One of the greatest aspects of doing business in this industry is the opportunity (and necessity) we all have to build our teams. Our greatest task, challenge and reward lie in our ability to build these winning teams.
Let’s be real, folks. It is a challenge to build a team in any business — much less a predictable, profitable team that wins consistently. Our teams must include those with skills in marketing, sales, craftsmanship, and accurate accounting for our clients. At the end of all that team building, the team must produce profit. And what a bonus if everyone on the team says, “Wow, that was fun, boss. Let’s do it again.”
I have found my time is best served by finding, motivating and cultivating leaders for every department on the team. After this, creating a win-win compensation and recognition plan for each leader on a per-project basis is essential.
I discovered in 1999 that creating this environment of teamwork was imperative to my survival. I was fortunate enough to have some successful sales reps quit on my new company and me. That hardship taught me some very valuable lessons about building a winning team.
One of the reps who quit told me one of the biggest reasons they decided to leave was because I was running all the best sales appointments, and they felt they were in an unfair competition with me. Hence, they decided there was no future for them if they had to compete with the guy who makes all the rules.
In fact, he even went so far as to say, “Eric, if I could give you any advice it would be to spend your time supporting your sales team instead of competing within it. Granted, you are phenomenal at sales and maybe we are just good and not phenomenal, but I promise you that as you try to build this company you will find much more success by sharing each project with more people in your company than keeping it for yourself just because you can.”
Those words hit me like a ton of bricks, and from that pivotal conversation coupled with dealing with the exodus of some great sales reps, I learned to support my team and design winning recognition and compensation plans. It was out of losing those reps and the immediate setback from creating the bigger picture that I was challenged to recreate and reshape the daily smaller pictures into a formula that creates a winning team atmosphere.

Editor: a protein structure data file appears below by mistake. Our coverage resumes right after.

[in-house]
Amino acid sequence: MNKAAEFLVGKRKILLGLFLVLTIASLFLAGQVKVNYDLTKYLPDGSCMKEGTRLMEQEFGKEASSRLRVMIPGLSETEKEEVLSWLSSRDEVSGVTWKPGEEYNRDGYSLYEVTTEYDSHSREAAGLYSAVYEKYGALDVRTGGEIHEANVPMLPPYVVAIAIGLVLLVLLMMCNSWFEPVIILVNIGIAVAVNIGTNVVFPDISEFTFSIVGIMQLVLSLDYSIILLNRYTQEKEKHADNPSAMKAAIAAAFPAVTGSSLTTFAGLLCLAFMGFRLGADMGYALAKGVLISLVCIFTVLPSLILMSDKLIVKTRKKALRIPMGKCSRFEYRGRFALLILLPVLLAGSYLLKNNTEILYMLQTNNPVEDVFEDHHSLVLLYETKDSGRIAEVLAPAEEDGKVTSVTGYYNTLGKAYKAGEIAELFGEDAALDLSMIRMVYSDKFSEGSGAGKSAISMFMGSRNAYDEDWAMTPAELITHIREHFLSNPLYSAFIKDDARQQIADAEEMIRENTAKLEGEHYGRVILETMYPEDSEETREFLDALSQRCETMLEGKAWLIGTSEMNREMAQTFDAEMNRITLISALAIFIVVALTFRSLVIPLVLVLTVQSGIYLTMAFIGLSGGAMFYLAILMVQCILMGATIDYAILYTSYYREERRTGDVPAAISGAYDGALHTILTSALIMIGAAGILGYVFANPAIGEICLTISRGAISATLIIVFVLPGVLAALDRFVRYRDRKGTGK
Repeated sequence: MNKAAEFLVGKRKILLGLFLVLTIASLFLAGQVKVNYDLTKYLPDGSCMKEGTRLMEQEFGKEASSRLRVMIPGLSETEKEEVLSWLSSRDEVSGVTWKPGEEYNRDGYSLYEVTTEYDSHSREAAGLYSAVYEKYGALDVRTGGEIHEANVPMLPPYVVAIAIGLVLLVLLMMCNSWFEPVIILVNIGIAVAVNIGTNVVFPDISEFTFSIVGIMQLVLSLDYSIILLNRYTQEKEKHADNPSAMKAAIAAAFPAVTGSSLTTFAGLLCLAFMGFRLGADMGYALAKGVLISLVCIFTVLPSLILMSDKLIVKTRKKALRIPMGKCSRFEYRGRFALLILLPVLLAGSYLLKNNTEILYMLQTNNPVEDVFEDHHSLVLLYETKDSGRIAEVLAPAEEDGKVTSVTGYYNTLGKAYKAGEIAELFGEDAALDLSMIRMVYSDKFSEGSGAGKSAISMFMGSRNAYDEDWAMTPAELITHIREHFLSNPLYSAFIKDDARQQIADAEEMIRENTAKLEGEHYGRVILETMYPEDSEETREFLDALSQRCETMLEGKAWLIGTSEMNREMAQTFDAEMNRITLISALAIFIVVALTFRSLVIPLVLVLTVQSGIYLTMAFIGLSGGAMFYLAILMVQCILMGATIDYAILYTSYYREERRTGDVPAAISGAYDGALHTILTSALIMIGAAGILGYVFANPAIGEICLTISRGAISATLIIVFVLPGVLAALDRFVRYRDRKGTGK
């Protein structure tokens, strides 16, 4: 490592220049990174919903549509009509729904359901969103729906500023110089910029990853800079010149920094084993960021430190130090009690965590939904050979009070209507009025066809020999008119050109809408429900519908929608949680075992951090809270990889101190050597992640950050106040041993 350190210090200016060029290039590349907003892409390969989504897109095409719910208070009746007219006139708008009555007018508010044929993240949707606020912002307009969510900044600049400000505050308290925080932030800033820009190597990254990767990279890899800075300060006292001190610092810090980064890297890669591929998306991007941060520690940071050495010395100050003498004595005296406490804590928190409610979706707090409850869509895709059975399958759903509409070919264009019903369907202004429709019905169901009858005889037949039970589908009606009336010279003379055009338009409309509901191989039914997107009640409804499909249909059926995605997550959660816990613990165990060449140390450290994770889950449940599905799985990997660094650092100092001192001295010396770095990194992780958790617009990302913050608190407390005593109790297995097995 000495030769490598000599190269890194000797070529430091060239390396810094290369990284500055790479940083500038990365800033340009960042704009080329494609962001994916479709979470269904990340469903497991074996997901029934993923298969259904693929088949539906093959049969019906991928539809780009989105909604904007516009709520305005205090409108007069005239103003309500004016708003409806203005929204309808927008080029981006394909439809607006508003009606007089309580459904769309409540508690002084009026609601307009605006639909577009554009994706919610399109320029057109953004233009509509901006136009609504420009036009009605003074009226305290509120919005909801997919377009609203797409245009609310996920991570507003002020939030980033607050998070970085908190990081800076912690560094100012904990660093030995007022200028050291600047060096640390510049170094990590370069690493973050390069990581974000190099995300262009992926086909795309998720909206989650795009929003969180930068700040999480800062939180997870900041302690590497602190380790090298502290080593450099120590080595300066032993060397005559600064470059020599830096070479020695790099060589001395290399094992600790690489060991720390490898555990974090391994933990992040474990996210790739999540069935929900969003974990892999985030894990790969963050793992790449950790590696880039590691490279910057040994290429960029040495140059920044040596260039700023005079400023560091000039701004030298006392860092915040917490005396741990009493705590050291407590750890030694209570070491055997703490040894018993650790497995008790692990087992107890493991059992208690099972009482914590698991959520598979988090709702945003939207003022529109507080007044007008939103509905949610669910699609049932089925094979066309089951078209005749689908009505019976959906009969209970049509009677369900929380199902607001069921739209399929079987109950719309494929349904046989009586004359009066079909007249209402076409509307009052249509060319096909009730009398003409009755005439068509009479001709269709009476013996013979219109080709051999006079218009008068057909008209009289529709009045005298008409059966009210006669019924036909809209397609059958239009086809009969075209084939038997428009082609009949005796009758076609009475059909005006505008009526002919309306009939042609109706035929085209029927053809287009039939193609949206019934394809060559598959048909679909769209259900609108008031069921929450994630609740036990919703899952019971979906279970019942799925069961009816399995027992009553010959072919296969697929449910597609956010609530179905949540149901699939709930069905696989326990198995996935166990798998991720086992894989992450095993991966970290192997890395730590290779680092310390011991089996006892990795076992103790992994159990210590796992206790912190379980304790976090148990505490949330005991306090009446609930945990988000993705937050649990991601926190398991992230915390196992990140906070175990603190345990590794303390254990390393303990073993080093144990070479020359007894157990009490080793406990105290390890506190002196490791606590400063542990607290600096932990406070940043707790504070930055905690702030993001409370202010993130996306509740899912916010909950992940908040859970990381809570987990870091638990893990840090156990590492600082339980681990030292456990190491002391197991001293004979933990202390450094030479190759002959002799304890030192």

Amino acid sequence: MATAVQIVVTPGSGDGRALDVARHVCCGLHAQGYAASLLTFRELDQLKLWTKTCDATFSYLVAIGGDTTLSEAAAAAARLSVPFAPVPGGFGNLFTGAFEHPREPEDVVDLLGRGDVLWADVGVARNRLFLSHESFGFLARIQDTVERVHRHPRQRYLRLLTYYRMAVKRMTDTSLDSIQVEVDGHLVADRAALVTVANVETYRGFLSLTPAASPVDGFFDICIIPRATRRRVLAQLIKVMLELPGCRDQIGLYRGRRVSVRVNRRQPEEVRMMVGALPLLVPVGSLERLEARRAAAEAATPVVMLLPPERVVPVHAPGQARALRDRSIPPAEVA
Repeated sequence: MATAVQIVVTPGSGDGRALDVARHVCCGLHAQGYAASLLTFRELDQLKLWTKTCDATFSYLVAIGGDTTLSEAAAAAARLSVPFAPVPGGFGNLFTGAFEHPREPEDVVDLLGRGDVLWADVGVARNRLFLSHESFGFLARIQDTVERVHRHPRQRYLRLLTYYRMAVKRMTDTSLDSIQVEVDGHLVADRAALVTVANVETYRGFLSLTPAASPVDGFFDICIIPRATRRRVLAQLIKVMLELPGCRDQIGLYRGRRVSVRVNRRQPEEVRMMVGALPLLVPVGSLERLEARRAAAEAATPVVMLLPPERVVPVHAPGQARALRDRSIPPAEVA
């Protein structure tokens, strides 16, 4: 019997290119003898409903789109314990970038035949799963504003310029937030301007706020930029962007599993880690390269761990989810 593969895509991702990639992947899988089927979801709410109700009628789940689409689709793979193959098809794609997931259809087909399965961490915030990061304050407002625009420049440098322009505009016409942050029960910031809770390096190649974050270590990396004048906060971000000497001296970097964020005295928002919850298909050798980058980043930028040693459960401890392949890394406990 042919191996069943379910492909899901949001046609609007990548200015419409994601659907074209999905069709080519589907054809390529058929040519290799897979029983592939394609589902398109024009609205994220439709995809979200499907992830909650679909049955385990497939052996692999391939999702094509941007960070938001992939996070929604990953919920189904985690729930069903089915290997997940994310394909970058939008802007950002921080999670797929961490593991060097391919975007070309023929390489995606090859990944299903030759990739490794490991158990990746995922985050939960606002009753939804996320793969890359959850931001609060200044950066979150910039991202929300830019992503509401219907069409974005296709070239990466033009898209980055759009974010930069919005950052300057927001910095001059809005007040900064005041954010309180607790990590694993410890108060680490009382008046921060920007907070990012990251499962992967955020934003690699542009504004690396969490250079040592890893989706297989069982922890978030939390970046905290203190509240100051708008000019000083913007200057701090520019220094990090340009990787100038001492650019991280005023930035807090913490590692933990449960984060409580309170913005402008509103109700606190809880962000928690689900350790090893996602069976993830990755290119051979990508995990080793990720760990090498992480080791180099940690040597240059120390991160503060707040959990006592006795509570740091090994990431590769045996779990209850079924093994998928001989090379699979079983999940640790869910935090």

We all can do this in every department of our businesses. Here are a few examples to consider that have worked for me in my business:
Marketing. You can create motivation for your leader and staff to find more projects by providing a clear goal and bonus for overachievement on a per-project basis.
Sales. Whether you have one or 50 sales reps, you can create a lucrative compensation and recognition plan based on the quantity and profitability of each project the team completes. If you sell a project, never do it alone, and, give your rep 100 percent of any sales commissions.
Craftsmen/Production. This team should also be recognized and compensated based on specific job performance. Providing compensation that includes an upside on projects done on time and within budget will greatly enhance the bottom line.
Accounting and Finance. As with craftsmen, this team should be compensated on a per-project basis rather than a set salary or an anchor on the bottom line. Great record keeping is essential to keeping our projects going but should not hinder the company’s ability to stay on a per-project winning formula.
The biggest hurdle to overcome in this team approach is for each leader and department to not only recognize, but also to respect the fact that it takes the entire team to produce a winning result. We must foster this atmosphere by focusing our energy on supporting our team leaders in a fair and just way. We must always recognize the bigger picture. Building the team, rather than selling or building the client’s project, is where our highest and best use of time is.
Let’s remember to include everyone on the team on every project to build team unity. After all, our businesses are built on making clients happy and being profitable. The more we can share this undeniable, essential fact and reward with our team, the more we can grow our businesses and build our winning teams. Then we’ll hear more of, “Wow, that was fun! Let’s do it again.”
Eric Martinson is the founder and chief executive officer of Pacific Coast Home Solutions, Anaheim, Calif.